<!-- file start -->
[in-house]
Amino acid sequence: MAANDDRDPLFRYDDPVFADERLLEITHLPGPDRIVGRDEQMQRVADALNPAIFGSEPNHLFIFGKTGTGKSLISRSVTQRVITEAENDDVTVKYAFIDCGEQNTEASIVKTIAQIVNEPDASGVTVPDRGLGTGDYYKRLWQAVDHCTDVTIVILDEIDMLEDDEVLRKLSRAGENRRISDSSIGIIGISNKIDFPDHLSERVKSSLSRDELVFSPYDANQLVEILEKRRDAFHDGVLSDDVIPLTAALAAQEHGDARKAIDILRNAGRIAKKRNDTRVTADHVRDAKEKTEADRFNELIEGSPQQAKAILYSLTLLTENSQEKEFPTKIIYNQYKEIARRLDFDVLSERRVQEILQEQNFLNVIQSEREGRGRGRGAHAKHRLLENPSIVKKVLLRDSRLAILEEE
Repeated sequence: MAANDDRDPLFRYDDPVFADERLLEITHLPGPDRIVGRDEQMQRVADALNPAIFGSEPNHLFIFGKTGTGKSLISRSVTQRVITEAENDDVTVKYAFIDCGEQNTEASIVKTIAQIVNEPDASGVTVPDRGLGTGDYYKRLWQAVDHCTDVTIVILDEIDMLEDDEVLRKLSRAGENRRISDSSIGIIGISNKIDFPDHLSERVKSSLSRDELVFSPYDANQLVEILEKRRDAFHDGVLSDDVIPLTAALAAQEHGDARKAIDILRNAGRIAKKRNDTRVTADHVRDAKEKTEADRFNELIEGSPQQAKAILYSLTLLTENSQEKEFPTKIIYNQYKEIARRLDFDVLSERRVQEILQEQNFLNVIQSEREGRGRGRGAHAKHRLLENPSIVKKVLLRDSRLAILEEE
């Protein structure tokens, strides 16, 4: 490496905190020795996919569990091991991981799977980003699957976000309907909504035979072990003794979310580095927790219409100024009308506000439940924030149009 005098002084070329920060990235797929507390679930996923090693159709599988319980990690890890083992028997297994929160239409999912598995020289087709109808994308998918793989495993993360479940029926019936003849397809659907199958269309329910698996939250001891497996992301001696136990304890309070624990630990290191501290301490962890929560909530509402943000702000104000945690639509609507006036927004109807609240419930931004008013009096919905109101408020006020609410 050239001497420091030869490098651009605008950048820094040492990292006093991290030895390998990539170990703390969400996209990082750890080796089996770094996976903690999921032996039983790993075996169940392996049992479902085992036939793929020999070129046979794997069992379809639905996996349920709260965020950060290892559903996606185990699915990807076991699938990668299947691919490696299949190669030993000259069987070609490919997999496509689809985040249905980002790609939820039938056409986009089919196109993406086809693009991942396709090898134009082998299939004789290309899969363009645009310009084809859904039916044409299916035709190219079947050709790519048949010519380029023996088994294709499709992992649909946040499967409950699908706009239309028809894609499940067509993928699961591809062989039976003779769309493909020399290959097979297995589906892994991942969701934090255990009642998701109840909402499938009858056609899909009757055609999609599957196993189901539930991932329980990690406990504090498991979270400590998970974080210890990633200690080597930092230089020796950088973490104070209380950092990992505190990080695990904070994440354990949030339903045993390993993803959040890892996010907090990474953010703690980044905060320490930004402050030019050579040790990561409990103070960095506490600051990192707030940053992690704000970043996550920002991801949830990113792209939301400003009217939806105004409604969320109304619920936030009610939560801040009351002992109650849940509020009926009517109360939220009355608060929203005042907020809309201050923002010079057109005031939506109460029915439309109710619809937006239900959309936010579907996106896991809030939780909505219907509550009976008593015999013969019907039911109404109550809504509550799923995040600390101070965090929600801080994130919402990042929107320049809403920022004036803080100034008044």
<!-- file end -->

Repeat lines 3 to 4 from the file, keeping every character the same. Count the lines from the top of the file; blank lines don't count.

Repeated sequence: MAANDDRDPLFRYDDPVFADERLLEITHLPGPDRIVGRDEQMQRVADALNPAIFGSEPNHLFIFGKTGTGKSLISRSVTQRVITEAENDDVTVKYAFIDCGEQNTEASIVKTIAQIVNEPDASGVTVPDRGLGTGDYYKRLWQAVDHCTDVTIVILDEIDMLEDDEVLRKLSRAGENRRISDSSIGIIGISNKIDFPDHLSERVKSSLSRDELVFSPYDANQLVEILEKRRDAFHDGVLSDDVIPLTAALAAQEHGDARKAIDILRNAGRIAKKRNDTRVTADHVRDAKEKTEADRFNELIEGSPQQAKAILYSLTLLTENSQEKEFPTKIIYNQYKEIARRLDFDVLSERRVQEILQEQNFLNVIQSEREGRGRGRGAHAKHRLLENPSIVKKVLLRDSRLAILEEE
């Protein structure tokens, strides 16, 4: 490496905190020795996919569990091991991981799977980003699957976000309907909504035979072990003794979310580095927790219409100024009308506000439940924030149009 005098002084070329920060990235797929507390679930996923090693159709599988319980990690890890083992028997297994929160239409999912598995020289087709109808994308998918793989495993993360479940029926019936003849397809659907199958269309329910698996939250001891497996992301001696136990304890309070624990630990290191501290301490962890929560909530509402943000702000104000945690639509609507006036927004109807609240419930931004008013009096919905109101408020006020609410 050239001497420091030869490098651009605008950048820094040492990292006093991290030895390998990539170990703390969400996209990082750890080796089996770094996976903690999921032996039983790993075996169940392996049992479902085992036939793929020999070129046979794997069992379809639905996996349920709260965020950060290892559903996606185990699915990807076991699938990668299947691919490696299949190669030993000259069987070609490919997999496509689809985040249905980002790609939820039938056409986009089919196109993406086809693009991942396709090898134009082998299939004789290309899969363009645009310009084809859904039916044409299916035709190219079947050709790519048949010519380029023996088994294709499709992992649909946040499967409950699908706009239309028809894609499940067509993928699961591809062989039976003779769309493909020399290959097979297995589906892994991942969701934090255990009642998701109840909402499938009858056609899909009757055609999609599957196993189901539930991932329980990690406990504090498991979270400590998970974080210890990633200690080597930092230089020796950088973490104070209380950092990992505190990080695990904070994440354990949030339903045993390993993803959040890892996010907090990474953010703690980044905060320490930004402050030019050579040790990561409990103070960095506490600051990192707030940053992690704000970043996550920002991801949830990113792209939301400003009217939806105004409604969320109304619920936030009610939560801040009351002992109650849940509020009926009517109360939220009355608060929203005042907020809309201050923002010079057109005031939506109460029915439309109710619809937006239900959309936010579907996106896991809030939780909505219907509550009976008593015999013969019907039911109404109550809504509550799923995040600390101070965090929600801080994130919402990042929107320049809403920022004036803080100034008044």